First, an excerpt from Burning Angel (1995), by James Lee Burke, as narrated by fictional homicide detective Dave Robicheaux of New Iberia, Louisiana:
The moon was down, and in the darkness the waving cane looked like a sea of grass on the ocean's floor. In my mind's eye I saw the stubble burning in the late fall, the smoke roiling out of the fire in sulphurous yellow plumes, and I wanted to believe that all those nameless people who may have lain buried in the field - African and West Indian slaves, convicts leased from the penitentiary, Negro laborers whose lives were used up for someone else's profit - would rise with the smoke and force us to acknowledge their humanity and its inextricable involvement and kinship with our own.
But they were dead, their teeth scattered by plowshares, their bones ground by harrow and dozer blade into detritus, and all the fury and mire that had constricted their hearts and tolled their days were now reduced to a chip of vertebrae tangled in the roots of a sugarcane stalk.
Twelve Years a Slave
Haven't seen the movie, but recently read the book, Twelve Years a Slave, by Solomon Northrup, and published in 1853.
The book describes how Mr. Northrup was kidnapped, sold into slavery, ended up in Louisiana as a slave, survived life as a slave, and was rescued twelve years later.
You can download or listen to the audio book here. You can read online or download the written book here. (I downloaded the book onto my Kindle via a library loan.)
Sue Eakin, PhD, was a Louisianan librarian who devoted many years to checking the details of Mr. Solomon's story. Unbenownst to Dr. Eakin, Joseph Logsdon, a New Orleans history professor, was also engaged in scholastic detective work to authenticate Mr. Northrup's account. Eventually, the two learned about each other and they joined forces, publishing an enhanced version of Twelve Years a Slave in 1968.
If you choose to read 12 Years a Slave, then I'd recommend that you next read The Warmth of Other Suns, by Isabel Wilkerson. It's about The Great Migration, circa 1910-1970, when millions of black Americans escaped from the South to the North in a social and economic diaspora.
The head versus the gut
There is probably an algorithm, as yet undiscovered, that defines the right balance between the intellectual/analytical response and the sensing/feeling response to the sustained subjugation of one human group by another human group.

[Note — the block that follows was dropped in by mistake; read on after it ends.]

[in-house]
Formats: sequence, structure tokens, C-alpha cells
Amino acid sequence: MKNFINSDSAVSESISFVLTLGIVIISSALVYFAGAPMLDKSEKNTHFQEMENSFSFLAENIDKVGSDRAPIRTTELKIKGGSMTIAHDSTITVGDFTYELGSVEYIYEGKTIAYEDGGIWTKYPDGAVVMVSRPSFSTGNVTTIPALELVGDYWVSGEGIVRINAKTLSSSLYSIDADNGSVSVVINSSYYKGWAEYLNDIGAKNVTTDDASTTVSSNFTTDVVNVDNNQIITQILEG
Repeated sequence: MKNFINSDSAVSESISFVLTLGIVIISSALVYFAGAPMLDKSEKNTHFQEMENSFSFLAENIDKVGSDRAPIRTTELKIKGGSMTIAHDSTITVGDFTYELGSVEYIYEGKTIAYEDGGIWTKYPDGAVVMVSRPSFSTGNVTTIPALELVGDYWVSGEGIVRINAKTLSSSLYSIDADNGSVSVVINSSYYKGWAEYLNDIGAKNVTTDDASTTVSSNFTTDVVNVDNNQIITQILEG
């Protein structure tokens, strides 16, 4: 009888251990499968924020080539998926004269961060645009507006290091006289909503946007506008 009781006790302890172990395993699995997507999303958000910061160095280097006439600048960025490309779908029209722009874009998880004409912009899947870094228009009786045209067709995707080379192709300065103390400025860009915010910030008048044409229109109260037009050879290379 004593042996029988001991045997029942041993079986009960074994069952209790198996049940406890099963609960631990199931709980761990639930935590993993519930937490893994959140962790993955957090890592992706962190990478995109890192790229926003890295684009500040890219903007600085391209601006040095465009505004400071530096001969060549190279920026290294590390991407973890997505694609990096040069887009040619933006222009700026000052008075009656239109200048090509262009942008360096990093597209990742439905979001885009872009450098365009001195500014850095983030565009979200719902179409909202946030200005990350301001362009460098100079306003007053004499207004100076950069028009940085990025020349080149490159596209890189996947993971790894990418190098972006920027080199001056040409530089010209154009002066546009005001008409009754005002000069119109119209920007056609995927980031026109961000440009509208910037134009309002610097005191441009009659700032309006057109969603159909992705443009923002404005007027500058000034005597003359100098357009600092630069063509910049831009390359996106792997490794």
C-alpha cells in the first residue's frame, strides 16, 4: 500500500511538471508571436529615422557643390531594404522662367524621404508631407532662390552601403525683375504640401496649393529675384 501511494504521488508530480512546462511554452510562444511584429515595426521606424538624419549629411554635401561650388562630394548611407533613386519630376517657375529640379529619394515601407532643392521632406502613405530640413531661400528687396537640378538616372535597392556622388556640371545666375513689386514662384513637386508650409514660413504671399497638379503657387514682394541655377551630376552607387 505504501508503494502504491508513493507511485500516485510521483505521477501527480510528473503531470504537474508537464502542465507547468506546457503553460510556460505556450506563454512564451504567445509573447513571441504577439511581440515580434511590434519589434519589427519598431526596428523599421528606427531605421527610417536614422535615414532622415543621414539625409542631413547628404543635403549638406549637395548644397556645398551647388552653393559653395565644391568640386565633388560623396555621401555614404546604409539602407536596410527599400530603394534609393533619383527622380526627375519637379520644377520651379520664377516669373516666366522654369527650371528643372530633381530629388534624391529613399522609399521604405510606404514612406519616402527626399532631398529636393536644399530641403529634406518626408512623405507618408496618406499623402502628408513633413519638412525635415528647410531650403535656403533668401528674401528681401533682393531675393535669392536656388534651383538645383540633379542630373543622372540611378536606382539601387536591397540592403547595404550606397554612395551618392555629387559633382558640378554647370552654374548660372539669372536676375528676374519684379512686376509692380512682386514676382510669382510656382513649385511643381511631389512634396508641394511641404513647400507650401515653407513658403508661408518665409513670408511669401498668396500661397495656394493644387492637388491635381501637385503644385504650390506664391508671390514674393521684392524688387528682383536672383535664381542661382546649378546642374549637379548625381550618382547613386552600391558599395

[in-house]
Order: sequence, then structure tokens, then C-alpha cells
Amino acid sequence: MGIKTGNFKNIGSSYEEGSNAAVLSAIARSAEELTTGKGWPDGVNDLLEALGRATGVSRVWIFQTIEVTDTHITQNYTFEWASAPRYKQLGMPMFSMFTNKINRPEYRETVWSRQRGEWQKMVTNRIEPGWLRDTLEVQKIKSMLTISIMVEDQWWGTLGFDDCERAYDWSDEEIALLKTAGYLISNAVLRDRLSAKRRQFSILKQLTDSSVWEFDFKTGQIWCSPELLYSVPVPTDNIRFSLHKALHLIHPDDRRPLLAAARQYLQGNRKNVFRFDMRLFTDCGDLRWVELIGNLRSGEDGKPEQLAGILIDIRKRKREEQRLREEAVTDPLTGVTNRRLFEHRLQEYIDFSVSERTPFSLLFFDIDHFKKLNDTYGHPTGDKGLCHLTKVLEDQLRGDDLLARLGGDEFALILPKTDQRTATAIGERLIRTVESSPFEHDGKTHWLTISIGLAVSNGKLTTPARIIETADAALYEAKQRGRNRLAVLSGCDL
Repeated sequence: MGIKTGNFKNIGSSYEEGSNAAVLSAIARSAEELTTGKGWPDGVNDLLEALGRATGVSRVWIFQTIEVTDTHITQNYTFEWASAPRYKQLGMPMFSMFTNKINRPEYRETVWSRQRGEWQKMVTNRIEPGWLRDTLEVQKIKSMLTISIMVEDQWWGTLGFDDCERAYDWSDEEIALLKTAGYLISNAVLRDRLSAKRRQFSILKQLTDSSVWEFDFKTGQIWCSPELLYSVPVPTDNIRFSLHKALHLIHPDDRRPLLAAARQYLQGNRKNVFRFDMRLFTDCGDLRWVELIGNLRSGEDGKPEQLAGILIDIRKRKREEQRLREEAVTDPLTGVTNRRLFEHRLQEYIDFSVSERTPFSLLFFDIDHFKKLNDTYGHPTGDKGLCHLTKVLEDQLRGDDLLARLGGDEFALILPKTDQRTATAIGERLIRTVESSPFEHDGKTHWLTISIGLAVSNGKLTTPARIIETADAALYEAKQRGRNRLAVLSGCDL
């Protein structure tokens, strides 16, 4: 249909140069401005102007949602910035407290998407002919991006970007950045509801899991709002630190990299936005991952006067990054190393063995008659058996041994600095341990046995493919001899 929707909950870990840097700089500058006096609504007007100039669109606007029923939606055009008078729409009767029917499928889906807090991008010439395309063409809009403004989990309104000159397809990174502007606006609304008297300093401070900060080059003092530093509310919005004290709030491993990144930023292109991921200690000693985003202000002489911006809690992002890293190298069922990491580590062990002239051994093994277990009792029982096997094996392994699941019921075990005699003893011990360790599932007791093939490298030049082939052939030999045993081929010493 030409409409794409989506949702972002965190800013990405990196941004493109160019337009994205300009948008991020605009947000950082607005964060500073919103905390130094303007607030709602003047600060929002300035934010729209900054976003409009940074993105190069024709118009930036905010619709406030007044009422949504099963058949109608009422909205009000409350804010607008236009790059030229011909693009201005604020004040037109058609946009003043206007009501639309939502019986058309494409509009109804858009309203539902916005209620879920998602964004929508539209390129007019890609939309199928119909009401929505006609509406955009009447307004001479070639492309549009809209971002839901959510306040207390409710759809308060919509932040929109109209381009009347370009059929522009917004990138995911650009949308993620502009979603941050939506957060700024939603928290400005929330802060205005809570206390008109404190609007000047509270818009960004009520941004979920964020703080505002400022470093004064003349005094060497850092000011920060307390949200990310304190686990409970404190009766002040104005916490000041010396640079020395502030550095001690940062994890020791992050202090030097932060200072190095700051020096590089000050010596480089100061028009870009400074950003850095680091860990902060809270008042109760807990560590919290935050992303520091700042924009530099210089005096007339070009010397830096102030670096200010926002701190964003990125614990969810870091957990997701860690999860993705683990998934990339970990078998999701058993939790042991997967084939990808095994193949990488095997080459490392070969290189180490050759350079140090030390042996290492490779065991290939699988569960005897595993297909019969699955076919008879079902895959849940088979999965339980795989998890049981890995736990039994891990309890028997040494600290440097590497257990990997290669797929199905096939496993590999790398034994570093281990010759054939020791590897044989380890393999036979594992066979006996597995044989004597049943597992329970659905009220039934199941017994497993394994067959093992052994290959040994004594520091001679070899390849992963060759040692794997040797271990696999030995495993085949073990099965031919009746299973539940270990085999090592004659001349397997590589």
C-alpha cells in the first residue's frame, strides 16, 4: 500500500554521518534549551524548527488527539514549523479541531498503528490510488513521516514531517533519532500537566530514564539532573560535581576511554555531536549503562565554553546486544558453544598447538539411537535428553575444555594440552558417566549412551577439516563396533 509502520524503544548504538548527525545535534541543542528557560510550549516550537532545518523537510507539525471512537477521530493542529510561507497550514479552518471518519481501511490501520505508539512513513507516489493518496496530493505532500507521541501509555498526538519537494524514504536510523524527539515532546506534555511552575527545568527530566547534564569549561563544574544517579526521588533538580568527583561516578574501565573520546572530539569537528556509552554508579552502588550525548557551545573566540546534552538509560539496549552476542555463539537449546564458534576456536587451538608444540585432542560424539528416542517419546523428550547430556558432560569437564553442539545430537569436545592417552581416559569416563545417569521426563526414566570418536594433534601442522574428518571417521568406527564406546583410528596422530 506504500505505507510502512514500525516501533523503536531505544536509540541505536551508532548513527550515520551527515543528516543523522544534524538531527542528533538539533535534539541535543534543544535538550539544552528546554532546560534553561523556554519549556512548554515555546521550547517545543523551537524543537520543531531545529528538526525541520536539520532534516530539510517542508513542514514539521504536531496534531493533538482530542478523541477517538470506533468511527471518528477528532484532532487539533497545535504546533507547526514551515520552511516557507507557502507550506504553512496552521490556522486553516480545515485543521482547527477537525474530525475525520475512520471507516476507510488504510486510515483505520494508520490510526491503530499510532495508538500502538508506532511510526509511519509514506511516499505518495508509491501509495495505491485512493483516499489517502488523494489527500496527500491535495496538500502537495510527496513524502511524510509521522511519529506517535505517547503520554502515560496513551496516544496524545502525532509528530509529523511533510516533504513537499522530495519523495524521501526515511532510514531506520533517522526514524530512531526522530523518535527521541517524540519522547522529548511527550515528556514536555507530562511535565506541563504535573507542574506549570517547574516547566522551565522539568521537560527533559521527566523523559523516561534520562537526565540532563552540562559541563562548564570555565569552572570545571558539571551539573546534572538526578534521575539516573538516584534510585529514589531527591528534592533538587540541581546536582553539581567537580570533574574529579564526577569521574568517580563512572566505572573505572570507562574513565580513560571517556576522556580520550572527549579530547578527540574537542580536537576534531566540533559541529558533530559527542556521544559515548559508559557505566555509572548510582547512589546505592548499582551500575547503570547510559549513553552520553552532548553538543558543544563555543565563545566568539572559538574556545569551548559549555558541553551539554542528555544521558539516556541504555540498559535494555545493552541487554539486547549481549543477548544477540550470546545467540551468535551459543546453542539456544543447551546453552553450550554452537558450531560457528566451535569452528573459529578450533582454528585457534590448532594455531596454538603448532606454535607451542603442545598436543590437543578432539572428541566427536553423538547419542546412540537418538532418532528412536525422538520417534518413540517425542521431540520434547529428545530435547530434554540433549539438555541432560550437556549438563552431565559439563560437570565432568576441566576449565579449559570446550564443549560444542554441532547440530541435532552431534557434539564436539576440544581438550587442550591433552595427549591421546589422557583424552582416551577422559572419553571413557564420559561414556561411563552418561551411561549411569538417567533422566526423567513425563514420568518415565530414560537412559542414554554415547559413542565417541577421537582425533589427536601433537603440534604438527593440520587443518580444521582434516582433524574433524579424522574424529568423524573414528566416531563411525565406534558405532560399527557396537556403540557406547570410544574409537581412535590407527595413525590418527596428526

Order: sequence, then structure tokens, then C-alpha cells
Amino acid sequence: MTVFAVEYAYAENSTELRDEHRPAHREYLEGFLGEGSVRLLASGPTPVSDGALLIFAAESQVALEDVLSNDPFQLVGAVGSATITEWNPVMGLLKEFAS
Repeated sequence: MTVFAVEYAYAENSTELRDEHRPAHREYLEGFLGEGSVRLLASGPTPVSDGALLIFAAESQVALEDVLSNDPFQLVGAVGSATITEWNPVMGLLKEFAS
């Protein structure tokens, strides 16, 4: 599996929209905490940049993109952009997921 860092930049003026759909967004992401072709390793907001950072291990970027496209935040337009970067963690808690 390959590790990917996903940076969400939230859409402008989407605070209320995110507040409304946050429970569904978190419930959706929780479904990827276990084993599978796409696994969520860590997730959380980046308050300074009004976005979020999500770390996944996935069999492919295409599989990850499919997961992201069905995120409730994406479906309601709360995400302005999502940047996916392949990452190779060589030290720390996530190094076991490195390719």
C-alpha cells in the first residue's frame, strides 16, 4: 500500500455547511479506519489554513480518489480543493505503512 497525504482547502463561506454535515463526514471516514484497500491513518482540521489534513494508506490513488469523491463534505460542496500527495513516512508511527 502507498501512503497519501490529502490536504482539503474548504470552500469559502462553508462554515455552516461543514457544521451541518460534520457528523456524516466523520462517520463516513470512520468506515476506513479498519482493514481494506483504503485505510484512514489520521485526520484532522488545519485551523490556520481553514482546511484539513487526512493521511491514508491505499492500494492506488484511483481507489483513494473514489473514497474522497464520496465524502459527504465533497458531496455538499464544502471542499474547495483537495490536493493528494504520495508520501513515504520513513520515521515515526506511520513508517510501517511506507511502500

By "right balance," I mean the ability to imagine oneself and one's family members in the place of those who were violated - to feel it - without getting lost in it and yet not be so removed that one can dismiss, discount, or overly-intellectualize it.
And by right balance, I mean for the purpose of .... hmm ... what? Prevention of future outbreaks of mass human dysfunction? Effective intervention during? The reconciliation or restorative justice that might be possible after the fact?
I don't know.
What I do know is that 12 Years a Slave (and The Warmth of Other Suns) help us imagine ourselves and our families in the place of those who lived the reality. These books helps us feel the reality, although we are removed from it.
I also know that the story of American slavery is part of our shared story as Americans, as is the historical, generational trauma (more on this in future) that followed the Emancipation Proclamation. The sustained, institutionalized inhumanity against man is what we did and what we had done to us.
Compendium of slave narratives 1700s-1900s
HBO presented readings of American slave narratives in a documentary called Unchained Memories. A link to this video is below:
The narratives were the result of interviews conducted between writers and former slaves, as part of the Federal Writers' Project, 1936-1938. You can find them here.
Documenting the American South is a clearinghouse for centuries of slave narratives from the mid-1700s through 1999.
|Source: Library of Congress|